History of the Prophets and Kings

From Wikipedia, the free encyclopedia
  (Redirected from Ta'rikh Al-Rusul Wa'l-Muluk)
Jump to: navigation, search

The History of the Prophets and Kings (Arabic: تاريخ الرسل والملوك Tarikh al-Rusul wa al-Muluk, popularly known Tarikh al-Tabari, Persian: تاریخ طبری) is an Arabic historical chronicle written by Persian[1] author and historian Ibn Jarir al-Tabari died 310H (838-923) from the Creation to AD 915, and contains detail concerning Muslim and the history of the Middle East. A al-Sila, appendix[2] or continuation,[3] was written by Abu Abdullah b. Ahmad b. Ja'far al-Farghani, a Turk student of al-Tabari.[4][5]

Editions[edit]

Various editions of the Annals include:

Here is the list of titles for the 40-volume edition:

  • Vol. 01 General Introduction & from the Creation to the Flood (trans. Franz Rosenthal)
  • Vol. 02 Prophets & Patriarchs (William Brinner)
  • Vol. 03 The Children of Israel (William Brinner)
  • Vol. 04 The Ancient Kingdoms (Moshe Perlmann)
  • Vol. 05 The Sassanids, the Byzantines, the Lakhmids, and Yemen (C.E. Bosworth)
  • Vol. 06 Muhammad at Mecca (W.M. Watt and M.V. McDonald)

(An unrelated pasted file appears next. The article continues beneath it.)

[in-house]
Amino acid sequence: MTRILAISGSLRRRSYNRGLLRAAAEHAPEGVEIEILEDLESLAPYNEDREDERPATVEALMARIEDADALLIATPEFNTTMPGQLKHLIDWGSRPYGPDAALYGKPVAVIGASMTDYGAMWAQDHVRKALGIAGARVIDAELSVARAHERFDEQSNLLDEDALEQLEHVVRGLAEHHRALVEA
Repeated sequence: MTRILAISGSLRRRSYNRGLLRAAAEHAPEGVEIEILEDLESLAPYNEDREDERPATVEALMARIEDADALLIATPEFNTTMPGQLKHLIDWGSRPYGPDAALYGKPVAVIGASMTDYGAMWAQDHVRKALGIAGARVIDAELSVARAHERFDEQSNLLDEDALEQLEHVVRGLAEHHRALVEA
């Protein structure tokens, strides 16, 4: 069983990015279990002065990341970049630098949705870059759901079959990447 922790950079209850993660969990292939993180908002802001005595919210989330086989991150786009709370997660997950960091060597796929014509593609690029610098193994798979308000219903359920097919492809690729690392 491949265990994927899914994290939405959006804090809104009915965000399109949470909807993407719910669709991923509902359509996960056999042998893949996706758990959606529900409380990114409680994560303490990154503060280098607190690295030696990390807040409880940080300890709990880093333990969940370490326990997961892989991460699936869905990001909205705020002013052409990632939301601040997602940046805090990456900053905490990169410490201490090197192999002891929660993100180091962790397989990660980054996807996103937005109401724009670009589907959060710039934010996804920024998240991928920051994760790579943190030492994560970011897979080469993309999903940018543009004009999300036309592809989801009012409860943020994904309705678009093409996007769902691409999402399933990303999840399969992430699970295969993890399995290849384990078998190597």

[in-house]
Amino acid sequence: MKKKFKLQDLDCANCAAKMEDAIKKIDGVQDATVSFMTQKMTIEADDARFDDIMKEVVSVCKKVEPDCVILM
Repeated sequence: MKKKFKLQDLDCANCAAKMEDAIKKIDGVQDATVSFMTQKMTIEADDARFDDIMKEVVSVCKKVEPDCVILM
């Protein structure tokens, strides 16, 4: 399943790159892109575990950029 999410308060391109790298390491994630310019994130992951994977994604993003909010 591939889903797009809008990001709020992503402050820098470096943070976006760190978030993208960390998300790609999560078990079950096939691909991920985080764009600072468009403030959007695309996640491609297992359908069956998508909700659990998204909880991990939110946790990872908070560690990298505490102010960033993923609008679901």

• Vol. 07 The Foundation of the Community - Muhammad at al-Madina, A. D. 622-626 (M.V. McDonald)
  • Vol. 08 The Victory of Islam (Michael Fishbein)
  • Vol. 09 The Last Years of the Prophet: The Formation of the State, A.D. 630-632-A.H. 8-11 (Ismail Poonawala)
  • Vol. 10 The Conquest of Arabia, A. D. 632-633 - A. H. 11 (Fred M. Donner)
  • Vol. 11 The Challenge to the Empires (Khalid Blankinship)
  • Vol. 12 The Battle of al-Qadisiyyah & the Conquest of Syria & Palestine (Yohanan Friedmann)
  • Vol. 13 The Conquest of Iraq, Southwestern Persia, & Egypt: The Middle Years of 'Umar's Caliphate, A.D. 636-642-A.H. 15-21 (Gautier H.A. Juynboll)
  • Vol. 14 The Conquest of Iran, A. D. 641-643 - A. H. 21-23 (G. Rex Smith)
  • Vol. 15 The Crisis of the Early Caliphate: The Reign of Uthman, A. D. 644-656 - A. H. 24-35 (R. Stephen Humphreys)
  • Vol. 16 The Community Divided: The Caliphate of Ali I, A. D. 656-657-A. H. 35-36 (Adrian Brockett)
  • Vol. 17 The First Civil War: From the Battle of Siffin to the Death of Ali, A. D. 656-661-A. H. 36-40 (G.R. Hawting)
  • Vol. 18 Between Civil Wars: The Caliphate of Mu'awiyah 40 A.H., 66 A.D.-60 A.H., 680 A.D. (Michael G. Morony)
  • Vol. 19 The Caliphate of Yazid ibn Mu'awiyah, A. D. 680-683 - A. H. 60-64 (I.K.A. Howard)
  • Vol. 20 The Collapse of Sufyanid Authority & the Coming of the Marwanids: The Caliphates of Mu'awiyah II & Marwan I (G.R. Hawting)
  • Vol. 21 The Victory of the Marwanids, A. D. 685-693-A. H. 66-73
  • Vol. 22 The Marwanid Restoration: The Caliphate of 'Abd al-Malik: A.D. 693-701 - A.H. 74-81
  • Vol. 23 The Zenith of the Marwanid House: The Last Years of 'Abd al-Malik & the Caliphate of al-Walid A.D. 700-715-A.H. 81-95
  • Vol. 24 The Empire in Transition: The Caliphates of Sulayman, 'Umar, & Yazid, A. D. 715-724-A. H. 96-105
  • Vol. 25 The End of Expansion: The Caliphate of Hisham, A.D. 724-738-A.H. 105-120